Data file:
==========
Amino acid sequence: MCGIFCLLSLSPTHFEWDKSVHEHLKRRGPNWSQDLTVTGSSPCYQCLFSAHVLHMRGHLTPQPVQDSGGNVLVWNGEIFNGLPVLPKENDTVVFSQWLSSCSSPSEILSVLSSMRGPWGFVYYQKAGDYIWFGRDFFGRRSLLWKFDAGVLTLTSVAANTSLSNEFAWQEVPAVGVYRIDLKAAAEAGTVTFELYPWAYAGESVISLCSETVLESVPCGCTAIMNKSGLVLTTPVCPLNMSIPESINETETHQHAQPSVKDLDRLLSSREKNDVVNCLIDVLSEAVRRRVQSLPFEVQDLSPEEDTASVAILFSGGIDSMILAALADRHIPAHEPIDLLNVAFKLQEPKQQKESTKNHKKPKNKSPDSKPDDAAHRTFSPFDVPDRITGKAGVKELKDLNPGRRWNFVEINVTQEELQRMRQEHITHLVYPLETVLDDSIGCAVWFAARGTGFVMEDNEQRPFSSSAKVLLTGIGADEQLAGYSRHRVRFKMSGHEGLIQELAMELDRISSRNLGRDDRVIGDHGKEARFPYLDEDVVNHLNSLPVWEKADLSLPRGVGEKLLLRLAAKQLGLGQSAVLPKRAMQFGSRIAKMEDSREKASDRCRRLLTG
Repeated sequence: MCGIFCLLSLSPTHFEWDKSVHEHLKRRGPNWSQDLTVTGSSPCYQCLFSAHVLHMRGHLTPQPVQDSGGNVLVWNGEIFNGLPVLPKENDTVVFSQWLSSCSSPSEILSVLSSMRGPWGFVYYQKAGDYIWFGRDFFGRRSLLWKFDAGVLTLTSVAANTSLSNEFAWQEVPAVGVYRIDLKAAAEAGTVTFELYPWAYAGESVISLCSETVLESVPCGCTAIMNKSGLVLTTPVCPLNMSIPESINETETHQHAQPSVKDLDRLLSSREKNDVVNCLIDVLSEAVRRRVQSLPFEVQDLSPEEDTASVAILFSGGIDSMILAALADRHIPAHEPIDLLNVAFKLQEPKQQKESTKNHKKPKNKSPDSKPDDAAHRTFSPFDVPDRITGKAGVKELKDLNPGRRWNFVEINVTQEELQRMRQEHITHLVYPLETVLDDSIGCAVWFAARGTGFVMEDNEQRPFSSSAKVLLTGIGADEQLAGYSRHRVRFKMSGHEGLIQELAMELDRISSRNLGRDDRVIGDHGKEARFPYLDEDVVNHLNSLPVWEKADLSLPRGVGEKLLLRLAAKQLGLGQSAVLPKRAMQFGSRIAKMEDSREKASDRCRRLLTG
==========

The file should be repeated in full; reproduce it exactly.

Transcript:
Amino acid sequence: MCGIFCLLSLSPTHFEWDKSVHEHLKRRGPNWSQDLTVTGSSPCYQCLFSAHVLHMRGHLTPQPVQDSGGNVLVWNGEIFNGLPVLPKENDTVVFSQWLSSCSSPSEILSVLSSMRGPWGFVYYQKAGDYIWFGRDFFGRRSLLWKFDAGVLTLTSVAANTSLSNEFAWQEVPAVGVYRIDLKAAAEAGTVTFELYPWAYAGESVISLCSETVLESVPCGCTAIMNKSGLVLTTPVCPLNMSIPESINETETHQHAQPSVKDLDRLLSSREKNDVVNCLIDVLSEAVRRRVQSLPFEVQDLSPEEDTASVAILFSGGIDSMILAALADRHIPAHEPIDLLNVAFKLQEPKQQKESTKNHKKPKNKSPDSKPDDAAHRTFSPFDVPDRITGKAGVKELKDLNPGRRWNFVEINVTQEELQRMRQEHITHLVYPLETVLDDSIGCAVWFAARGTGFVMEDNEQRPFSSSAKVLLTGIGADEQLAGYSRHRVRFKMSGHEGLIQELAMELDRISSRNLGRDDRVIGDHGKEARFPYLDEDVVNHLNSLPVWEKADLSLPRGVGEKLLLRLAAKQLGLGQSAVLPKRAMQFGSRIAKMEDSREKASDRCRRLLTG
Repeated sequence: MCGIFCLLSLSPTHFEWDKSVHEHLKRRGPNWSQDLTVTGSSPCYQCLFSAHVLHMRGHLTPQPVQDSGGNVLVWNGEIFNGLPVLPKENDTVVFSQWLSSCSSPSEILSVLSSMRGPWGFVYYQKAGDYIWFGRDFFGRRSLLWKFDAGVLTLTSVAANTSLSNEFAWQEVPAVGVYRIDLKAAAEAGTVTFELYPWAYAGESVISLCSETVLESVPCGCTAIMNKSGLVLTTPVCPLNMSIPESINETETHQHAQPSVKDLDRLLSSREKNDVVNCLIDVLSEAVRRRVQSLPFEVQDLSPEEDTASVAILFSGGIDSMILAALADRHIPAHEPIDLLNVAFKLQEPKQQKESTKNHKKPKNKSPDSKPDDAAHRTFSPFDVPDRITGKAGVKELKDLNPGRRWNFVEINVTQEELQRMRQEHITHLVYPLETVLDDSIGCAVWFAARGTGFVMEDNEQRPFSSSAKVLLTGIGADEQLAGYSRHRVRFKMSGHEGLIQELAMELDRISSRNLGRDDRVIGDHGKEARFPYLDEDVVNHLNSLPVWEKADLSLPRGVGEKLLLRLAAKQLGLGQSAVLPKRAMQFGSRIAKMEDSREKASDRCRRLLTG